Emergent Organization in Disaster Response Even with IMS in place, disasters evoke emergent responses. “Emergence is likely when members perceive a present threat, when the social climate is supportive of emergence, when social ties are in place – at least to some degree – before the mobilization, when the social setting legitimizes the groups, and when resources are available.” This is so because disasters involve situations where: Most or all of the built structure is heavily impacted, along with the facilities and operational bases of emergency organizations themselves Local officials are unable to fulfill their usual roles, often well into recovery periods Help from nearby communities is unavailable or insufficient Most everyday community functions are interrupted The mass media often distorts what has happens, in ways that feed the politicization of catastrophes and disaster response. “[Therefore] the level of emergence necessary to contend with these severe and unanticipated conditions is likely to be greater than would occur in more typical disaster situations.” Quarantelli, E.L., K.E. Green, E. Ireland, S. McCabe, and D.M. Neal. 1983. Emergent Citizen Groups in Disaster Preparedness and Recovery Activities. Newark, DE.
Emergent Networks in Disaster Response Emergent Multi-Organizational Networks: The “structure of relationships that form among organizations, or segments of organizations, that are focused on a specific [activities or response functions]” (Drabek, 1996: 21-11) These typically form during the period of emergency for a limited time in order to address emerging needs In catastrophic events, EMONS are often simultaneously comprised of a range of established, expanding, extending, and emergent organizations. Emergent organizational networks are defined as such not necessarily because they are comprised of emergent groups, but because the newly-formed relationships between organizations have an emergent quality. Drabek, T.E. 1996. The Social Dimensions of Disaster. Washington, DC: FEMA.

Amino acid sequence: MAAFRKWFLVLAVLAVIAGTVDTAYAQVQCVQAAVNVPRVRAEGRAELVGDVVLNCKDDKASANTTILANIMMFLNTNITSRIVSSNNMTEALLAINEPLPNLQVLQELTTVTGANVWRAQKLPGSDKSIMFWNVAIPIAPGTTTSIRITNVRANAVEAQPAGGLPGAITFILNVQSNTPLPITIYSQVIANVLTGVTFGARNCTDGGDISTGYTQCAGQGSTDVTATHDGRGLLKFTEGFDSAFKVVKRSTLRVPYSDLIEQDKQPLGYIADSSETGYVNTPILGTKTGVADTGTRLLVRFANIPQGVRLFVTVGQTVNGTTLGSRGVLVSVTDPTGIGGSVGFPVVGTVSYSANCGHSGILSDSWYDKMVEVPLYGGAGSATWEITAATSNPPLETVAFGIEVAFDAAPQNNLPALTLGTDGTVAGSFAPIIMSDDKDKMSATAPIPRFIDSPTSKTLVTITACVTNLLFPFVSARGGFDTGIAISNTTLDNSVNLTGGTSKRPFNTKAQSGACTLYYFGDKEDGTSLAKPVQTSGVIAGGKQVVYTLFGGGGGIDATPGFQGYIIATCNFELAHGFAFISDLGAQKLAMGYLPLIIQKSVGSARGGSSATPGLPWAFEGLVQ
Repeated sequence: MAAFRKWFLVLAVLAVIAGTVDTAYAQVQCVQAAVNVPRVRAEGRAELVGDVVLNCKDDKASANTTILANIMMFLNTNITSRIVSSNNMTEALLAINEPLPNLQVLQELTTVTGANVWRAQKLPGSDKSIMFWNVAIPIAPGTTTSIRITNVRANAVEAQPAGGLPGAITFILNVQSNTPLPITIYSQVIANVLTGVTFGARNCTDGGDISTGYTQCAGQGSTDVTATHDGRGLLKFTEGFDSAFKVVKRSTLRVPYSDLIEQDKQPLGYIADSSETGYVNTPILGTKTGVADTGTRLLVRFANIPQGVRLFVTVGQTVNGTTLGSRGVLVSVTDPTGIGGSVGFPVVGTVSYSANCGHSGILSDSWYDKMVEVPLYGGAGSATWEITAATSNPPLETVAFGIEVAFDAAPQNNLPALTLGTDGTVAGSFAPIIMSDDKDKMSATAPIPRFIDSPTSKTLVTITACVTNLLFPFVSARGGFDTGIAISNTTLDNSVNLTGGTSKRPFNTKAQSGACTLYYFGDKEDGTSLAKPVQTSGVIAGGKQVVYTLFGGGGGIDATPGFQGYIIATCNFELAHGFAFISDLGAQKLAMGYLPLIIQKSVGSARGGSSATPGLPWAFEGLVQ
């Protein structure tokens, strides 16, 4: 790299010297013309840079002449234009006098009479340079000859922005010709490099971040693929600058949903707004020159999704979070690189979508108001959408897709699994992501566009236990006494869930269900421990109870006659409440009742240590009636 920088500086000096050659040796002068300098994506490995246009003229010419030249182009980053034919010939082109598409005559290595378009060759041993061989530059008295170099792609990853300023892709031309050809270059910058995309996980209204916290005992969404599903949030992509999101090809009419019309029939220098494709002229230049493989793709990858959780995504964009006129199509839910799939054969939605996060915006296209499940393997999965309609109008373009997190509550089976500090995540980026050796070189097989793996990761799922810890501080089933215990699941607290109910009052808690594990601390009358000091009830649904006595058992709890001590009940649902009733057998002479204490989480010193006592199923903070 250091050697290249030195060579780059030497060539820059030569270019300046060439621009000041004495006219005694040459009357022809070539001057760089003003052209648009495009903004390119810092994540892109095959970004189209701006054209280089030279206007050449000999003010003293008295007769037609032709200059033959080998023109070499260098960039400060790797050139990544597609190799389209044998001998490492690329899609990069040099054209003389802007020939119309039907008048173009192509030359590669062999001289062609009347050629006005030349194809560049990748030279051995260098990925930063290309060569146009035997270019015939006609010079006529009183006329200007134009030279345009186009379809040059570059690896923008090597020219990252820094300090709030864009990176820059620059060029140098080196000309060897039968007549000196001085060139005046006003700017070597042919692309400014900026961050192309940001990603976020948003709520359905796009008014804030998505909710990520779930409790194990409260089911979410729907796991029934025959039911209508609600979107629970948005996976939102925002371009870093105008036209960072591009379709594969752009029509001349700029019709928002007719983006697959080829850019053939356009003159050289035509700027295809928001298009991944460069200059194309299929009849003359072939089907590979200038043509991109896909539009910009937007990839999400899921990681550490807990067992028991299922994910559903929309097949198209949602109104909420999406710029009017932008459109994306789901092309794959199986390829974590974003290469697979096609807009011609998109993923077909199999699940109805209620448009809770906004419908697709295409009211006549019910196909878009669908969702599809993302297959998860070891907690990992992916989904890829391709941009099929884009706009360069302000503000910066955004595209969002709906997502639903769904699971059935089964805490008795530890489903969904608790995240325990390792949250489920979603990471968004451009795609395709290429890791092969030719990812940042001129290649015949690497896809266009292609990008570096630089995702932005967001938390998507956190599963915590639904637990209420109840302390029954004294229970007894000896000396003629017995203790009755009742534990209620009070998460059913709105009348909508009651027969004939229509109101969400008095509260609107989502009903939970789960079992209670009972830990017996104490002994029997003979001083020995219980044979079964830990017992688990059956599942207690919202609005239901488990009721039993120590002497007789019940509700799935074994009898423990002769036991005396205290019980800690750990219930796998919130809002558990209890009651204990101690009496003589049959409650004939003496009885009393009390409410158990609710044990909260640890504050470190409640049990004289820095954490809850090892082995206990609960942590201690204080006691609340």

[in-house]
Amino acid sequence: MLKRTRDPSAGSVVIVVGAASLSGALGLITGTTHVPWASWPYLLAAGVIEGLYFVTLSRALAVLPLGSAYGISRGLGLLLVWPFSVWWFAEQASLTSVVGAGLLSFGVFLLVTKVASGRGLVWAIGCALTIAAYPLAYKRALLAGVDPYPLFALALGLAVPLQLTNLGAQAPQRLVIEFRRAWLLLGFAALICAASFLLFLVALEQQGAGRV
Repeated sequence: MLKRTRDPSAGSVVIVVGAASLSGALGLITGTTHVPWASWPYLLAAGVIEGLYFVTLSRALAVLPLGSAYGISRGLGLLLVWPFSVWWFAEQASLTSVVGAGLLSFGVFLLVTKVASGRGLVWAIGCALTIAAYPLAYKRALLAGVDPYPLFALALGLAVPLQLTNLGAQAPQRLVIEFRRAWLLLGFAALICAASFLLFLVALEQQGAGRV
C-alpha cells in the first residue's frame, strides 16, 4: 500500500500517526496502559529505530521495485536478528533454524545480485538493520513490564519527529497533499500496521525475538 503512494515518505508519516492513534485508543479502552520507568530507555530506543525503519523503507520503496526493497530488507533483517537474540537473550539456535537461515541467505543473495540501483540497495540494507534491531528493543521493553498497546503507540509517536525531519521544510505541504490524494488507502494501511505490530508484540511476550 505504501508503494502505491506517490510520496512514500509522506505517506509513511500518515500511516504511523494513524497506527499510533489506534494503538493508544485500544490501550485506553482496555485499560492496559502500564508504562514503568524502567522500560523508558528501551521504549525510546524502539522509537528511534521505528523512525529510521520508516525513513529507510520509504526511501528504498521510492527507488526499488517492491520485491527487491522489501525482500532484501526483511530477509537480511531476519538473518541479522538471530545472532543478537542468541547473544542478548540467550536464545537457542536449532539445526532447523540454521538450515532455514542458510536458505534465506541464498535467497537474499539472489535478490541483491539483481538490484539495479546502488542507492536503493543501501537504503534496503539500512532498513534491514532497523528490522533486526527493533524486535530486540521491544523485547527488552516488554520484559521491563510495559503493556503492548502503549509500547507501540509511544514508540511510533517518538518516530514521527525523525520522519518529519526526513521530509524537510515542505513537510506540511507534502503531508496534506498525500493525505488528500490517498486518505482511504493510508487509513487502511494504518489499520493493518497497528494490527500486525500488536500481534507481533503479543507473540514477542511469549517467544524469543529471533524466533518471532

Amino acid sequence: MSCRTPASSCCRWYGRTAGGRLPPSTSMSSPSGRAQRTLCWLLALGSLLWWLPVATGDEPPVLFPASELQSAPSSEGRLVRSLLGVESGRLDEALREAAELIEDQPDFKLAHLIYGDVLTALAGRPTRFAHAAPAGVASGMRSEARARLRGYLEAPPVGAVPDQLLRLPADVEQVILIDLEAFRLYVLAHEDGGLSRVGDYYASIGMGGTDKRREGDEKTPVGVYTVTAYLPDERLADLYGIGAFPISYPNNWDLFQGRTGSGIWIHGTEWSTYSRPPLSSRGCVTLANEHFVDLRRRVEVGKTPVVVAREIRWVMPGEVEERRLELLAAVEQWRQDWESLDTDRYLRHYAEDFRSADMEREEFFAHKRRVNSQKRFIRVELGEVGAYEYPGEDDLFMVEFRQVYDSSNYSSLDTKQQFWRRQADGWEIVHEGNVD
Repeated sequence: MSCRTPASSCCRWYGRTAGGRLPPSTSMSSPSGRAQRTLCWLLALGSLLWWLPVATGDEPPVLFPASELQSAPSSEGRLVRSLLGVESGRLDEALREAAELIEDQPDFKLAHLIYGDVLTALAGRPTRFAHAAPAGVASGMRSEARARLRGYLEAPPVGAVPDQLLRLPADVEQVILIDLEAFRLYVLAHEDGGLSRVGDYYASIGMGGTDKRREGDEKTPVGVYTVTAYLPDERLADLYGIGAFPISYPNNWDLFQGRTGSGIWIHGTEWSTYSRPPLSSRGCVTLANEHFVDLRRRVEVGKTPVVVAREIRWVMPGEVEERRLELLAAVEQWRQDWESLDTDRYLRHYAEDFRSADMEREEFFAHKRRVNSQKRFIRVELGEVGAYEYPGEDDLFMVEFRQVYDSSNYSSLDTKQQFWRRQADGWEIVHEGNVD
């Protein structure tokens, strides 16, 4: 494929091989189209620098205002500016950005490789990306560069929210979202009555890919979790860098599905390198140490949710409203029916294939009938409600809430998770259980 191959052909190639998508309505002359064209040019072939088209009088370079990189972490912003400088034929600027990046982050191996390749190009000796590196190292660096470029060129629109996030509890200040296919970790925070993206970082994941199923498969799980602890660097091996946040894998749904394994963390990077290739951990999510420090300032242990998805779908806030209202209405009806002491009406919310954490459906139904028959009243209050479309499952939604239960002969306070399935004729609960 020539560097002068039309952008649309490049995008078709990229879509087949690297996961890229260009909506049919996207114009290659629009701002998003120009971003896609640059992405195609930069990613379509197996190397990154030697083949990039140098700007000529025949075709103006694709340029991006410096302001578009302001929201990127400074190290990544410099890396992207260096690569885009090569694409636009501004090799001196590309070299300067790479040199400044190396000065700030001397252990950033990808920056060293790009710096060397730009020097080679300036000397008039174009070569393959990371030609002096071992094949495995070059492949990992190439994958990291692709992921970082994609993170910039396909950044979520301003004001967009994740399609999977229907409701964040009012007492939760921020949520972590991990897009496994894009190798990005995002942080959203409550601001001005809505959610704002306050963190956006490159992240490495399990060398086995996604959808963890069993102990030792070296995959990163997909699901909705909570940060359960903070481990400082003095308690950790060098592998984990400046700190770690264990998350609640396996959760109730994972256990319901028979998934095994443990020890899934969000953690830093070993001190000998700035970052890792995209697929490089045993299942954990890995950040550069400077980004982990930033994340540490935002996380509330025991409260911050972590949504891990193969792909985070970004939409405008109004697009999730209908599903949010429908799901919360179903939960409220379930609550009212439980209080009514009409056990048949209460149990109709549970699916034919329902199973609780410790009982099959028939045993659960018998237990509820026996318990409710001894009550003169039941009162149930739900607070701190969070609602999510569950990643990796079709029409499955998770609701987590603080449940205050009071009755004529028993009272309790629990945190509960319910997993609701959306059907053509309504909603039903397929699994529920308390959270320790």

Emergent Groups: Benefits and Challenges May be able to act more quickly, since they are outside of formal bureaucracies of government May have a better sense of what critical needs are when they are closer to problems on they ground, and if they are connected in functional ways to emergent systems and response networks May meet needs unidentified or not being met by formal systems May not be governed by the same standards or systems of oversight as formal organizations May have less of a feel for what critical needs are, since they not necessarily part of the formal network where critical information is directed May generate overlap, create redundancy, and compete with existing systems May be have unclear definition of leadership and authority roles May have unstable definitions of tasks May introduce more chaos or confusion into already chaotic situations Drabek, T.E. & D.A. McEntire. 2003. Emergent Phenomena and the Sociology of Disaster: Lessons, Trends and Opportunities from the Research Literature. Disaster Prevention and Management, 12(2): 97-112.
Convergence and emergence of networks Convergence involves the influx of people to areas associated with a disaster (Kendra & Wachtendorf, 2003). Convergence is a prerequisite for emergent groups and networks, and for emergent links among organizations in the course of disaster response. Kendra, James M., and Tricia Wachtendorf, 2003. Reconsidering Convergence and Converger Legitimacy in Response to the World Trade Center Disaster. Terrorism and Disaster: New Threats, New Ideas (ed. Lee Clarke).